Take it from a veteran of the vinyl wars: go to the Triumph Brewing Co. after you visit PRX not before.

Stay thirsty my friends.

Victor's picture

Triumph and Prex...I call that the dualfecta. Bravo! Prex is the best!

Stu Morgenstern's picture

...is having a week of specials prior to RSD. They mainly sell new vinyl to a younger crowd but they get in a steady stream of second hand stuff that is out of this world. This week much of it was selling for a dollar! A Hard Day's Night mono UA, Jazz Goes To College maroon label, 3 other Brubeck six eyes, Dr. Byrds and Mr. Hyde 2 eye. Everyone in at least very good condition. Bunch of other cool stuff. All for a buck each!

Michael Fremer's picture

You can't beat that!

ster4610's picture

Did you see the April 13th NY Times  Magazine Article "The Ballad of Geeshie and Elvie", On the trail of the phantom women who changed American music and then vanished without a trace?  Interesting. 

DLKG's picture

Yeh, Triumph is the way to go after record hunting.  Great beer so so food.

Russo7516's picture

Great store  just tight too tight to some digging in there . 

Jack Gilvey's picture

Although, if ever an album didn't really need a multi-channel version, it's this one. Hugely immersive over a good stereo setup. Looking forward to its release regardless. 

 Haven't been to PREX in a year or two. Parking is a PITA, and them little aisles weren't made for us...burly types. 

bdp24's picture

Speaking of them, a couple of years ago I was up in Portland Oregon, and while there went to see the record store I had shopped in when I lived there in the late 70's, Music Millenium. The instant I walked through the door it hit me.....the heavy, dank scent of Patchouli Oil. I don't think it's in vogue there, I think it had long ago seeped into the woodwork of the store (the store's interior has lots of raw wood walls, racks, etc.), where it will remain until they tear the place down (which, judging by the number of old homes and buildings in Portland, should be quite a while). I forgot all about the smell of the place when, on the upper level where the LP racks were, I saw a display of turntables for sale! Roy Hall will be happy to know that one of his was among the offerings, as was a Rega and some direct drive cheapie. When I was back in Portland last December I stopped in again at MM, and this time the LP section and turntable display had been moved downstairs, onto the main floor, pushing the entire Classical CD store (MM occupies two storefronts, each with it's own front door, the wall between the two stores having been torn down long ago) into the Pop store. There were more customers in the LP store than in the CD store! On top of that, my Niece, who had just turned 40, asked me to recommend a turntable. And on top of THAT, my sister asked me to get her a cartridge for her new Husband's Thorens (the Husband is new, not the Thorens), which she had me bring down from the attic. Oh, it's happening!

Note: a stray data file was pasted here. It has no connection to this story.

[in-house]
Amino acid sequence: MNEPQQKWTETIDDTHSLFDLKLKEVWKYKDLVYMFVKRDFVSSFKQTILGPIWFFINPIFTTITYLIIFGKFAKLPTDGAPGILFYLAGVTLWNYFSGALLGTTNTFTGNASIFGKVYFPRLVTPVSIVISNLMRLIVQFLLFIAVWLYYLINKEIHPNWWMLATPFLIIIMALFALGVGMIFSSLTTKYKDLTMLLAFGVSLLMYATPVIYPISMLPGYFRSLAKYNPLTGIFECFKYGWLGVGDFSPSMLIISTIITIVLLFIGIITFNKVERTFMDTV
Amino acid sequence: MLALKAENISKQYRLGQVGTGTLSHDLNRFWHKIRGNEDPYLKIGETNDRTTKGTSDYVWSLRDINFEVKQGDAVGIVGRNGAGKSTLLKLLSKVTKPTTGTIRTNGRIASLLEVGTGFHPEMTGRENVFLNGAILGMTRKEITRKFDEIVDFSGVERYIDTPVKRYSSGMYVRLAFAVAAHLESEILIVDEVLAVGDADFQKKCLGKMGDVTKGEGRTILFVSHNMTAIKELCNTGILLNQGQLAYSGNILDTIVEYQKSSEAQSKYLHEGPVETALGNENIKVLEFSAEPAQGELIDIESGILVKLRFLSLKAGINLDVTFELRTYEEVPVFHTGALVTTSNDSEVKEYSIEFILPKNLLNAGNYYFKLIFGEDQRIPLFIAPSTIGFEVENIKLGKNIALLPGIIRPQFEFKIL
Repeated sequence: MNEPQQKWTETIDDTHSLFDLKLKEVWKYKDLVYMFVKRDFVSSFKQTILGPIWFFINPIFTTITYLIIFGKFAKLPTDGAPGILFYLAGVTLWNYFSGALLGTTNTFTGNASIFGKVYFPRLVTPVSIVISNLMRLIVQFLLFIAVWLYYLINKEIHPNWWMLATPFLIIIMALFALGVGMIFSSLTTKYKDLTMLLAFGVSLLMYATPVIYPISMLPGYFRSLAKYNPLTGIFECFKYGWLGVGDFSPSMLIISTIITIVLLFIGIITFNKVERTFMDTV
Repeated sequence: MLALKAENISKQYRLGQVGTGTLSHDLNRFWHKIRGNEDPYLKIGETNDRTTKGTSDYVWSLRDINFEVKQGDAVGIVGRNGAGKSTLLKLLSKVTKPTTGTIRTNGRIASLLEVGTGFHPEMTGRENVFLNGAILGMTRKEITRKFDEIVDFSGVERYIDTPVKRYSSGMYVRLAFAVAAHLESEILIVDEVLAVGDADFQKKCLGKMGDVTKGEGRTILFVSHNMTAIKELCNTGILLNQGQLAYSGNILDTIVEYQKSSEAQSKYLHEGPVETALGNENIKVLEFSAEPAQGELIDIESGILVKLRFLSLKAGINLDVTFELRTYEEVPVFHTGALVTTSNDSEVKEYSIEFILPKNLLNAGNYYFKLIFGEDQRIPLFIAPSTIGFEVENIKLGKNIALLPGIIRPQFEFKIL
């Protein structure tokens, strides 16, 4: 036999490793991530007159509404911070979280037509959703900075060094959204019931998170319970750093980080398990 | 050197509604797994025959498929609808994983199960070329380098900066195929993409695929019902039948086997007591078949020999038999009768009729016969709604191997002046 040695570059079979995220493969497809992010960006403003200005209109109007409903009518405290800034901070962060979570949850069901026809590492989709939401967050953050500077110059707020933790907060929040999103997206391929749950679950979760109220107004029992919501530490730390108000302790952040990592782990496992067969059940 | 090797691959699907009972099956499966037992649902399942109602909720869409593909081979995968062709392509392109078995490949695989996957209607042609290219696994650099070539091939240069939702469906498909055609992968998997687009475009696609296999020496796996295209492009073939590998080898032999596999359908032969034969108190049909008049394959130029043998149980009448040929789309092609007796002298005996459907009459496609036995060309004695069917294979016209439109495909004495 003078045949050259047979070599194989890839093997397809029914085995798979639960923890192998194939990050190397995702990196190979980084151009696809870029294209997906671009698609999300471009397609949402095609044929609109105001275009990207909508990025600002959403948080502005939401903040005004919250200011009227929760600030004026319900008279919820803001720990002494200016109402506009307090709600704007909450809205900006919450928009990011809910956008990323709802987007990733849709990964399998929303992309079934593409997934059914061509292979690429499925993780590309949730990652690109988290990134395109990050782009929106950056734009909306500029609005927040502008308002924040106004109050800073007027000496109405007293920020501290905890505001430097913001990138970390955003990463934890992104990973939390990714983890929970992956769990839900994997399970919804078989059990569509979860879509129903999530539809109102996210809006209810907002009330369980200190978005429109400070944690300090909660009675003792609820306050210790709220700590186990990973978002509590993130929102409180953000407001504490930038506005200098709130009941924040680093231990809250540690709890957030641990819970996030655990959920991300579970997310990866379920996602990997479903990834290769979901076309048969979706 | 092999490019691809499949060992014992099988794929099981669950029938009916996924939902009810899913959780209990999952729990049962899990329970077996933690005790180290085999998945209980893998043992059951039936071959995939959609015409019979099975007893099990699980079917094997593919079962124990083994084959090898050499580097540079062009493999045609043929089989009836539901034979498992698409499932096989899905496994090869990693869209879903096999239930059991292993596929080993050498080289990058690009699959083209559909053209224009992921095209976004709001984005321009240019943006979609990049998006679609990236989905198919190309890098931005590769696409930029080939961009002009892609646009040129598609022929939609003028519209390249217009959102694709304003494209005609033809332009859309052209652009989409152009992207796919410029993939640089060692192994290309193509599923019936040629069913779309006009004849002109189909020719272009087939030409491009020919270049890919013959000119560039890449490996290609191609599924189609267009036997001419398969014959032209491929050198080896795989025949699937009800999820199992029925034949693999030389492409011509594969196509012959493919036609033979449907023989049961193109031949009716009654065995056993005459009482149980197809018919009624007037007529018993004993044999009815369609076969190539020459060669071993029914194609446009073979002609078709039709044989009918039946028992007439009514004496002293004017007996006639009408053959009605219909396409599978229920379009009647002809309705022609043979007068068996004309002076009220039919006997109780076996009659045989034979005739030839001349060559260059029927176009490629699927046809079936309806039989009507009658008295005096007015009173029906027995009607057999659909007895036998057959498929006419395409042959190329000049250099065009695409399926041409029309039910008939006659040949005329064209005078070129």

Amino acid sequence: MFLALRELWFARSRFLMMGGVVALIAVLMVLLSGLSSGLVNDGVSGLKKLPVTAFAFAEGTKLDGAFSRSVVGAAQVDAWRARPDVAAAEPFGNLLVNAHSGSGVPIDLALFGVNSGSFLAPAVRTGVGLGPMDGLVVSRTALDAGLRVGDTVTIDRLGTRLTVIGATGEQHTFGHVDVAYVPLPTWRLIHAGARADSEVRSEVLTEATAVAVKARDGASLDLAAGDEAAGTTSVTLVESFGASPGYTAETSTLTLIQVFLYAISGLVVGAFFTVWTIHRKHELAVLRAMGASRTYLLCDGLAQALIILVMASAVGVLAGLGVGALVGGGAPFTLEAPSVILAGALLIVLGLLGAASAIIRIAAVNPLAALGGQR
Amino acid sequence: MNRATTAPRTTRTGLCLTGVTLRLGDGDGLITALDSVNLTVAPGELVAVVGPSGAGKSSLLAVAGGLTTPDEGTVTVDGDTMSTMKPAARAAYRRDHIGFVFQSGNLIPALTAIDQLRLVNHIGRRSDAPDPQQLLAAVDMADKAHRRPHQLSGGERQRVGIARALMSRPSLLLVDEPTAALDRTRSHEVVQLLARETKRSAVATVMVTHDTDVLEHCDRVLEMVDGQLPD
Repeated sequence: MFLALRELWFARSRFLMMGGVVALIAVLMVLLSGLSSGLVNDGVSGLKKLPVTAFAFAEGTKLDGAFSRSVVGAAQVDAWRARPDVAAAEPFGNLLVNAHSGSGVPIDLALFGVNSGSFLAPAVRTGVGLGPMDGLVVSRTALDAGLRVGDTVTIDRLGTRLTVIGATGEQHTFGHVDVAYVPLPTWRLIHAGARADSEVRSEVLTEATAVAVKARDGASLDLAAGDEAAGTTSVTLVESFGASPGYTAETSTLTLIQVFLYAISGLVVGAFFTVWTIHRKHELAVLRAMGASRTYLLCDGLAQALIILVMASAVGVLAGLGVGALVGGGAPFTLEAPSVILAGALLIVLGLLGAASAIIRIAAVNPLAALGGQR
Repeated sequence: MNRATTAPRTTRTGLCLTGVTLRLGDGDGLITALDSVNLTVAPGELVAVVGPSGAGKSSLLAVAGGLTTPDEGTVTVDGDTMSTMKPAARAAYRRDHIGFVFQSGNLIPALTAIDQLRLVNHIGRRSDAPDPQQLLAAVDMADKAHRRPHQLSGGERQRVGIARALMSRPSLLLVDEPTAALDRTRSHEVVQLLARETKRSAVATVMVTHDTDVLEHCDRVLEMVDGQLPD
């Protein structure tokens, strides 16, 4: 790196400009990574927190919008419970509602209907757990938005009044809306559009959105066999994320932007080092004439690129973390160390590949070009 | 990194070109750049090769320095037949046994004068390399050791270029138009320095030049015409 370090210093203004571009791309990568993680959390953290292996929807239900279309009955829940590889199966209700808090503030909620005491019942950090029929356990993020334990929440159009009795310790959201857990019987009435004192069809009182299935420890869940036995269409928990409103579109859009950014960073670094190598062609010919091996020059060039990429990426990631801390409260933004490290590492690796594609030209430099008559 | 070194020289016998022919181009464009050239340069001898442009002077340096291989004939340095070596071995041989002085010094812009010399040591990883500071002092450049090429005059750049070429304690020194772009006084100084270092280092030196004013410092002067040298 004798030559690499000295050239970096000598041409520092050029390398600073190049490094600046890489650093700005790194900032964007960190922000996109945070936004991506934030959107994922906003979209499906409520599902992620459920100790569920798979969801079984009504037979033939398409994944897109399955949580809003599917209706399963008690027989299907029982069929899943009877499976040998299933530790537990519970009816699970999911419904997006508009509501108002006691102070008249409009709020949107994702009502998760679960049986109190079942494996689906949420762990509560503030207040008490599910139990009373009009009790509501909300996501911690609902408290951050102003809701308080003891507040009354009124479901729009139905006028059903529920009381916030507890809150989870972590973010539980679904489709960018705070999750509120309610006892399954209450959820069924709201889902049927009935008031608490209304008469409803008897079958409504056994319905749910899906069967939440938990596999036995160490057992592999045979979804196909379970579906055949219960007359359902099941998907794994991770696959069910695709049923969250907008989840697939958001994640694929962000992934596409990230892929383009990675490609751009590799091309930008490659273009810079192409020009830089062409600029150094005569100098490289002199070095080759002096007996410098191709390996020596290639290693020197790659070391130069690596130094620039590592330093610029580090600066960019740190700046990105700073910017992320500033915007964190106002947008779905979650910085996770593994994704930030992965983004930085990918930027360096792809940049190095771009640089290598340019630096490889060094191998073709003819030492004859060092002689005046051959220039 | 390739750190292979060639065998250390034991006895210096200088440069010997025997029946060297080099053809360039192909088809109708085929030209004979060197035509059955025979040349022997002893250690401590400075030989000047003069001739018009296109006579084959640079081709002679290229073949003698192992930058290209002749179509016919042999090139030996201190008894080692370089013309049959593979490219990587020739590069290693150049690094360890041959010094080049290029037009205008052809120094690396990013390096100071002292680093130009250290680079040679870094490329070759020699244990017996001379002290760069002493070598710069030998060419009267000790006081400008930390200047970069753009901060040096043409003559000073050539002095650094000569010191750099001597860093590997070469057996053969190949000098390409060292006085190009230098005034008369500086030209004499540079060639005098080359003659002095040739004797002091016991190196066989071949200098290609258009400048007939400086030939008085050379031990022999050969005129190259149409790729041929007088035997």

X
Enter your Analog Planet username.
Enter the password that accompanies your username.
Loading